I know, it’s a big call but rainbowprimates.com incorporates unimaginably awful design, the very worst elevator music, a ‘terrorist alert’ indicator and a christian chat room! What more could you want?? This site will leave you utterly speechless. It’s so bad you will almost forget to be outraged at the basic idea of selling monkeys to be dressed up as quasi-babies by empty headed americans.
I admit it, I’m a bit of a map nerd… I just love ’em – the more detail the better. You can learn a lot about a place just by looking at a map. You can learn even more by looking at an aerial photograph, and google maps has got lots of them! So far, the high res images are only in the more populous areas of North America, but striking images can be found over the whole of the continent. In fact, it’s a bit addictive – a bit of a time waster!
If you can’t be bothered with trawling through masses of photos and just want the juicy bits, check out Google Sightseeing, a winderful blog with daily updates of cool things that can be found on google maps. I’ve even had one of my submissions shown!
I was amazed by recent reports about Nikon encrypting the raw files in their high-end digital cameras… what were they thinking?
The glare of publicity has been aimed at this story since Thomas Knoll, the ‘creator’ of Photoshop attacked Nikon for the practice, which appears to impose some ownership by Nikon over a photographer’s creative work. For more years than I know, people have bought Kodak film, had it processed by Agfa chemicals and printed on Ilford paper… that is the freedom that photographers are used to. They are not going to put up with being told to use a particular (Nikon) Image Capture software ($us99) to access their highest quality, raw images.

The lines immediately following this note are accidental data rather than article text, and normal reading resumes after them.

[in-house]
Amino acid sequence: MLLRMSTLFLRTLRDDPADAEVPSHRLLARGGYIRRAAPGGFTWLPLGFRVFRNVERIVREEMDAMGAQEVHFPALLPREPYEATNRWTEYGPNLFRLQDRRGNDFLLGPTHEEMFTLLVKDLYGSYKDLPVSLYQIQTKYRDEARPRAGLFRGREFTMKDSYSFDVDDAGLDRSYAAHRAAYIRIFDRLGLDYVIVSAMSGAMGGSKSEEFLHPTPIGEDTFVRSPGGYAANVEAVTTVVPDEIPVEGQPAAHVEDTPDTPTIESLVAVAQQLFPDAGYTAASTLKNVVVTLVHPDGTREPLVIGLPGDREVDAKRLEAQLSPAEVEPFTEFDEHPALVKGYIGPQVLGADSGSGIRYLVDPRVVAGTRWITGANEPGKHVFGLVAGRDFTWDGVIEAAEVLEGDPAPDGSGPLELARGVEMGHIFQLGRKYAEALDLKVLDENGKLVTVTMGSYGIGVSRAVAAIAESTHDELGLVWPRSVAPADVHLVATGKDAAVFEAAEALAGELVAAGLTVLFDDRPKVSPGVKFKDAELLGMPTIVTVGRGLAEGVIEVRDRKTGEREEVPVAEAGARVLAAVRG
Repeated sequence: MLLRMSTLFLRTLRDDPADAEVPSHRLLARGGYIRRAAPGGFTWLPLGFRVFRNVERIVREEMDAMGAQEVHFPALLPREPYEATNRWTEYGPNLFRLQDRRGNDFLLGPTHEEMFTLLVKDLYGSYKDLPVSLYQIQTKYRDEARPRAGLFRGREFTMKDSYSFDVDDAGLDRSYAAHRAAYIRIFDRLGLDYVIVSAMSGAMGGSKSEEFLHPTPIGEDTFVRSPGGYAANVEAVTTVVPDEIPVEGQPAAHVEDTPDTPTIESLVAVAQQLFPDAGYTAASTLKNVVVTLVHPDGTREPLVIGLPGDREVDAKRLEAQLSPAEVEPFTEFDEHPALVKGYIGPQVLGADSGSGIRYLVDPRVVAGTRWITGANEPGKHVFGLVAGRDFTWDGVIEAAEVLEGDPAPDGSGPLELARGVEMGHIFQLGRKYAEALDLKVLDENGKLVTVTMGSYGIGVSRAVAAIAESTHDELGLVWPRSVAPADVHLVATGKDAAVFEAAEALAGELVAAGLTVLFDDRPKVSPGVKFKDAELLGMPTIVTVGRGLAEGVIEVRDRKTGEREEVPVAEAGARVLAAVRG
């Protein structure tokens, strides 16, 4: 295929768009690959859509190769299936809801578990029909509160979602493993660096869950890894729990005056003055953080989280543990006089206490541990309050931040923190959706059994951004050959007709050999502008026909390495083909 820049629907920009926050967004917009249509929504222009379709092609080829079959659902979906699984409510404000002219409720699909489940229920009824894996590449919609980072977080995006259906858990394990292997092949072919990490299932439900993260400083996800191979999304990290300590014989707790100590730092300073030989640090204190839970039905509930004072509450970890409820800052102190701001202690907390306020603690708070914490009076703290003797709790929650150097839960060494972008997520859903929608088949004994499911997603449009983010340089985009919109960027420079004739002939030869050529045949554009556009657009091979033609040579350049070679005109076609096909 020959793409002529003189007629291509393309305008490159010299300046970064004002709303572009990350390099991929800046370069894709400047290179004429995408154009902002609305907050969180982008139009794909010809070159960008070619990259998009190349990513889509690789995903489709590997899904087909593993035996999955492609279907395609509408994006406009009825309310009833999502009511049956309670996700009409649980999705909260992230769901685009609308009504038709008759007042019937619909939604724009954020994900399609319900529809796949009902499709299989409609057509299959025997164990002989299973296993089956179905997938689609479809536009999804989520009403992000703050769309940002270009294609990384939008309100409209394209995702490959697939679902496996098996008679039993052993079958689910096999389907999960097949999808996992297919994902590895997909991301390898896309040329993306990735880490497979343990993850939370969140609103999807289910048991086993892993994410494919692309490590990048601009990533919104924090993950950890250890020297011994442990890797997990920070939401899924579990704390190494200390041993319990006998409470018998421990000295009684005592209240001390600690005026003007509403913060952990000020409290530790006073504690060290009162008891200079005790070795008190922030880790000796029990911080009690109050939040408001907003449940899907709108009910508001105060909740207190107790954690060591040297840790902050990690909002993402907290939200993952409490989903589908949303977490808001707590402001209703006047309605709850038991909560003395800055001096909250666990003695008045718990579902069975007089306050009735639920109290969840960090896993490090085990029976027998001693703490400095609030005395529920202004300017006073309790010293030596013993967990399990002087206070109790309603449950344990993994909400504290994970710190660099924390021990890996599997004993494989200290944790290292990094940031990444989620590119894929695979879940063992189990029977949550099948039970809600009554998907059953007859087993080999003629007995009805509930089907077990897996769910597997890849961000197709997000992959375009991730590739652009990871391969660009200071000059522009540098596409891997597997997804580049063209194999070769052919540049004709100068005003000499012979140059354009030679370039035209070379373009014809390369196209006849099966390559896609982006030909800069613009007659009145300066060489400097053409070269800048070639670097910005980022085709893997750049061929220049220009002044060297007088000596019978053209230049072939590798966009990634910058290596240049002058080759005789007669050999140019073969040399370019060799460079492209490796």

Sure enough, less than a week later, “A Massachusetts programmer has broken the code“. Implications for big players like Adobe who still don’t want to be sued are uncertain, but it is inevitable that either Nikon gives in, releases the encryption code somehow, or suffers the consequences. If the savage opinions expressed on forums and comments pages are turned into actions, Nikon will have some serious customer relationship rebuilding to do.
Yes, I’ve been busily consuming… spending money. I confess to being a bit of a technosucker. I’ll usually find a justification for some gadget or another if I really want it.
I never could justify an iPod. Not heavily into my music, not really in need of a portable hard disk or even an organiser, but Mrs woo bought me a shuffle for my birthday, so I was naturally delighted.
Firstly, the shuffle is fantastic – I’ve turned into an avid music listener… exploring parts of my music library I haven’t visited for years. BUT… the earbuds are (literally) a pain! They fall out unless you jam them into your ear so hard they hurt. Never mind the 12 hour battery life, one or two was all I could stand. Until I found Griffin Earjams. Believe me, if you have an iPod G3 or later or Shuffle, you owe it to your ears to get these. They only cost me $18 over at centre.net.
I’ve recently joined the wave of web users to try online bookmark tools – specifically del.icio.us – known as a ‘social bookmarking’ tool.
Del.icio.us is simple and, for what it does, it works very well. The social aspect is the real revelation though. You bookmark a page and see that others have also bookmarked it, so you get to explore things that have interested them. I have already found dozens of excellent sites I would never have found in other ways.
Still, I’m a picky bugger, and I find it lacking polish and integration.
I have now dropped del.icio.us in favour of Furl. This is state-of-the-art in online bookmarking. In beta, run by Looksmart and (at the moment) free, it has all the appeal of del.icio.us, but with added extras like: bookmark importing (yay!); page snapshots; export to bibTex, endnote etc.; smarter handling of the social aspects; superb integration with firefox and IE; integrated contact management; several different feeds for my weblog (coming soon!) etc…